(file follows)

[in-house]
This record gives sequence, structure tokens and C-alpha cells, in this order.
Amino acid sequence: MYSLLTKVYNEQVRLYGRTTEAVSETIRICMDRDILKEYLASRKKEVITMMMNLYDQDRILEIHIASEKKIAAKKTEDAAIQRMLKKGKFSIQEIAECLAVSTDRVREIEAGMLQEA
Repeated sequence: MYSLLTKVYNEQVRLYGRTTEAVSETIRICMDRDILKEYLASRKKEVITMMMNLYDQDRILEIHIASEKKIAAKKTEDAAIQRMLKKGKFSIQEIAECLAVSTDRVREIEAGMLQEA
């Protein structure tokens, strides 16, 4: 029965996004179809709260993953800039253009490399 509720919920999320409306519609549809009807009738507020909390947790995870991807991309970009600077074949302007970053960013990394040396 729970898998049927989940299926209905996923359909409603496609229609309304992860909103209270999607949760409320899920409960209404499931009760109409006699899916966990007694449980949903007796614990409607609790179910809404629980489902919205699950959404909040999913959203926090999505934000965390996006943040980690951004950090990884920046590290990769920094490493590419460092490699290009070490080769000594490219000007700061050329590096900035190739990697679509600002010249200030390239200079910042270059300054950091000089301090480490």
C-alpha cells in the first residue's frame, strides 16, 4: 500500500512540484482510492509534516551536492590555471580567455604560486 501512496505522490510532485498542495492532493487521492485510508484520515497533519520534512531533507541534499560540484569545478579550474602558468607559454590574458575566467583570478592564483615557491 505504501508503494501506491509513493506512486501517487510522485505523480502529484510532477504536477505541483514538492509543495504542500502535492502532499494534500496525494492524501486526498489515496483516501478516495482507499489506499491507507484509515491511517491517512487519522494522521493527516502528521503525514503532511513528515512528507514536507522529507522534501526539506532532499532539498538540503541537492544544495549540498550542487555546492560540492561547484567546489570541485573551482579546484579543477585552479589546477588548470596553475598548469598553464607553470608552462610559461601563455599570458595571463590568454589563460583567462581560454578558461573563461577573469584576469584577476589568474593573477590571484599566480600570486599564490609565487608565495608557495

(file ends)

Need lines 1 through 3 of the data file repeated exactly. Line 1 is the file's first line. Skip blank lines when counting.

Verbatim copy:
[in-house]
This record gives sequence, structure tokens and C-alpha cells, in this order.
Amino acid sequence: MYSLLTKVYNEQVRLYGRTTEAVSETIRICMDRDILKEYLASRKKEVITMMMNLYDQDRILEIHIASEKKIAAKKTEDAAIQRMLKKGKFSIQEIAECLAVSTDRVREIEAGMLQEA